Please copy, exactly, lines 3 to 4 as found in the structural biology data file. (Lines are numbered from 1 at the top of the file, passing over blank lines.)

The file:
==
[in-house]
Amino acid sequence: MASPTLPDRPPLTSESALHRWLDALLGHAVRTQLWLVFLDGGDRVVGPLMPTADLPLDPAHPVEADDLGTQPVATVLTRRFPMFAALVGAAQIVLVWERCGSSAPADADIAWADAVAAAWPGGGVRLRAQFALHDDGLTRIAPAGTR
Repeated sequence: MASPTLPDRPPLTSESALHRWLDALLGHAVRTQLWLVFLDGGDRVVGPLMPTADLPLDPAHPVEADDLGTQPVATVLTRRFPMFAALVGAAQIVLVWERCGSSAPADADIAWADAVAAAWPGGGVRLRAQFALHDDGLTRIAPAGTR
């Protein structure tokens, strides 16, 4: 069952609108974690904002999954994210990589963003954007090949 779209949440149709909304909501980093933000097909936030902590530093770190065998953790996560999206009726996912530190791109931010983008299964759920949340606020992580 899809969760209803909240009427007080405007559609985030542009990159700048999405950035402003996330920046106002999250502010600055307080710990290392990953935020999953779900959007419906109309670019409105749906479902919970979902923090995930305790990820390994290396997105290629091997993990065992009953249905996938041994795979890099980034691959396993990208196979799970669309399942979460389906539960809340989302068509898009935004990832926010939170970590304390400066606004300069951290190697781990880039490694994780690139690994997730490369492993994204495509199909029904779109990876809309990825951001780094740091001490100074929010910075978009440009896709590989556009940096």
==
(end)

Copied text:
Repeated sequence: MASPTLPDRPPLTSESALHRWLDALLGHAVRTQLWLVFLDGGDRVVGPLMPTADLPLDPAHPVEADDLGTQPVATVLTRRFPMFAALVGAAQIVLVWERCGSSAPADADIAWADAVAAAWPGGGVRLRAQFALHDDGLTRIAPAGTR
């Protein structure tokens, strides 16, 4: 069952609108974690904002999954994210990589963003954007090949 779209949440149709909304909501980093933000097909936030902590530093770190065998953790996560999206009726996912530190791109931010983008299964759920949340606020992580 899809969760209803909240009427007080405007559609985030542009990159700048999405950035402003996330920046106002999250502010600055307080710990290392990953935020999953779900959007419906109309670019409105749906479902919970979902923090995930305790990820390994290396997105290629091997993990065992009953249905996938041994795979890099980034691959396993990208196979799970669309399942979460389906539960809340989302068509898009935004990832926010939170970590304390400066606004300069951290190697781990880039490694994780690139690994997730490369492993994204495509199909029904779109990876809309990825951001780094740091001490100074929010910075978009440009896709590989556009940096």